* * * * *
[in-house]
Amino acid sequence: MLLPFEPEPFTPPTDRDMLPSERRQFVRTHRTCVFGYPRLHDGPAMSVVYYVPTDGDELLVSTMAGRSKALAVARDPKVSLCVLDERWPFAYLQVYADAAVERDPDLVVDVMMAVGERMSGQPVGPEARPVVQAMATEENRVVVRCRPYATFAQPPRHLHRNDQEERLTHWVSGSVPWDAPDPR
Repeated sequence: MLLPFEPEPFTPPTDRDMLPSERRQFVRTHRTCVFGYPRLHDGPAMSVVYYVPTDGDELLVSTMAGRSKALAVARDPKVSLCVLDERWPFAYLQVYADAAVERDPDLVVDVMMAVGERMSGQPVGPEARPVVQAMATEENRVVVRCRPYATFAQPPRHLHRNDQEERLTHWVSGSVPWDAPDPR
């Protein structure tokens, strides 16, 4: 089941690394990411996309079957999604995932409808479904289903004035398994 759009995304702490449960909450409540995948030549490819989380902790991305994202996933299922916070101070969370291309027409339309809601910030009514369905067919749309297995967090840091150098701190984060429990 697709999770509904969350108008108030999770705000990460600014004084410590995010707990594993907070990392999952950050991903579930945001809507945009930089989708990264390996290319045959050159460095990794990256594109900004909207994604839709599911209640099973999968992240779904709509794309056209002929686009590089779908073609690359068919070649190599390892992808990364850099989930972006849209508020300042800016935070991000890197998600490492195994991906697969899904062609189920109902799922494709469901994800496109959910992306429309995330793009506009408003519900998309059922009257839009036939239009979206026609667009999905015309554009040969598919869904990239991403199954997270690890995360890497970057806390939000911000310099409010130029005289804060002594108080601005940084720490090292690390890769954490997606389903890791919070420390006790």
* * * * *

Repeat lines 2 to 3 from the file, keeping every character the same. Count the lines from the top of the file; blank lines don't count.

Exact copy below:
Amino acid sequence: MLLPFEPEPFTPPTDRDMLPSERRQFVRTHRTCVFGYPRLHDGPAMSVVYYVPTDGDELLVSTMAGRSKALAVARDPKVSLCVLDERWPFAYLQVYADAAVERDPDLVVDVMMAVGERMSGQPVGPEARPVVQAMATEENRVVVRCRPYATFAQPPRHLHRNDQEERLTHWVSGSVPWDAPDPR
Repeated sequence: MLLPFEPEPFTPPTDRDMLPSERRQFVRTHRTCVFGYPRLHDGPAMSVVYYVPTDGDELLVSTMAGRSKALAVARDPKVSLCVLDERWPFAYLQVYADAAVERDPDLVVDVMMAVGERMSGQPVGPEARPVVQAMATEENRVVVRCRPYATFAQPPRHLHRNDQEERLTHWVSGSVPWDAPDPR